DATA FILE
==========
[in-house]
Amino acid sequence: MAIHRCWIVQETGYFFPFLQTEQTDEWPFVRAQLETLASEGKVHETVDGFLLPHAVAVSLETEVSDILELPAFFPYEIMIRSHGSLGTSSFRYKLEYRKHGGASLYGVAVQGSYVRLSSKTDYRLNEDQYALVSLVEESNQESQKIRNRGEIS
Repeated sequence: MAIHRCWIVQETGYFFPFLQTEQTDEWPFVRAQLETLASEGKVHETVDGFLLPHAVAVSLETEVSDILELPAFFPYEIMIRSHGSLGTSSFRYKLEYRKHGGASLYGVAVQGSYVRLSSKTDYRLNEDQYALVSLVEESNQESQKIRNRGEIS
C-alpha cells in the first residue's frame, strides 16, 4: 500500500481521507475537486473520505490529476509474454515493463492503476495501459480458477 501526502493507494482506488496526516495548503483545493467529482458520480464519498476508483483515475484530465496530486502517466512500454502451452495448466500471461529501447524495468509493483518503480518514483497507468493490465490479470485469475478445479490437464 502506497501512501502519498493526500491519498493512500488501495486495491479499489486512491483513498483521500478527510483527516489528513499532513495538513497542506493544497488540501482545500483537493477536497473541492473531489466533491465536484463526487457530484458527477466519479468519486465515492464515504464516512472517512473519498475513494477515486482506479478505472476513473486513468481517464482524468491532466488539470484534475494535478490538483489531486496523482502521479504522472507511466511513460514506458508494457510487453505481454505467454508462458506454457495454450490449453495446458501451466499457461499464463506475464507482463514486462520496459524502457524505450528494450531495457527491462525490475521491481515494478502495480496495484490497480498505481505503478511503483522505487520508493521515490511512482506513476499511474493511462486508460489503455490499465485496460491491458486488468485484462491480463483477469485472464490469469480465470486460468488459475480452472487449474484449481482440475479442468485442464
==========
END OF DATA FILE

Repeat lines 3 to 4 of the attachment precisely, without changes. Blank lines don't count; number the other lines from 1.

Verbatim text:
Repeated sequence: MAIHRCWIVQETGYFFPFLQTEQTDEWPFVRAQLETLASEGKVHETVDGFLLPHAVAVSLETEVSDILELPAFFPYEIMIRSHGSLGTSSFRYKLEYRKHGGASLYGVAVQGSYVRLSSKTDYRLNEDQYALVSLVEESNQESQKIRNRGEIS
C-alpha cells in the first residue's frame, strides 16, 4: 500500500481521507475537486473520505490529476509474454515493463492503476495501459480458477 501526502493507494482506488496526516495548503483545493467529482458520480464519498476508483483515475484530465496530486502517466512500454502451452495448466500471461529501447524495468509493483518503480518514483497507468493490465490479470485469475478445479490437464 502506497501512501502519498493526500491519498493512500488501495486495491479499489486512491483513498483521500478527510483527516489528513499532513495538513497542506493544497488540501482545500483537493477536497473541492473531489466533491465536484463526487457530484458527477466519479468519486465515492464515504464516512472517512473519498475513494477515486482506479478505472476513473486513468481517464482524468491532466488539470484534475494535478490538483489531486496523482502521479504522472507511466511513460514506458508494457510487453505481454505467454508462458506454457495454450490449453495446458501451466499457461499464463506475464507482463514486462520496459524502457524505450528494450531495457527491462525490475521491481515494478502495480496495484490497480498505481505503478511503483522505487520508493521515490511512482506513476499511474493511462486508460489503455490499465485496460491491458486488468485484462491480463483477469485472464490469469480465470486460468488459475480452472487449474484449481482440475479442468485442464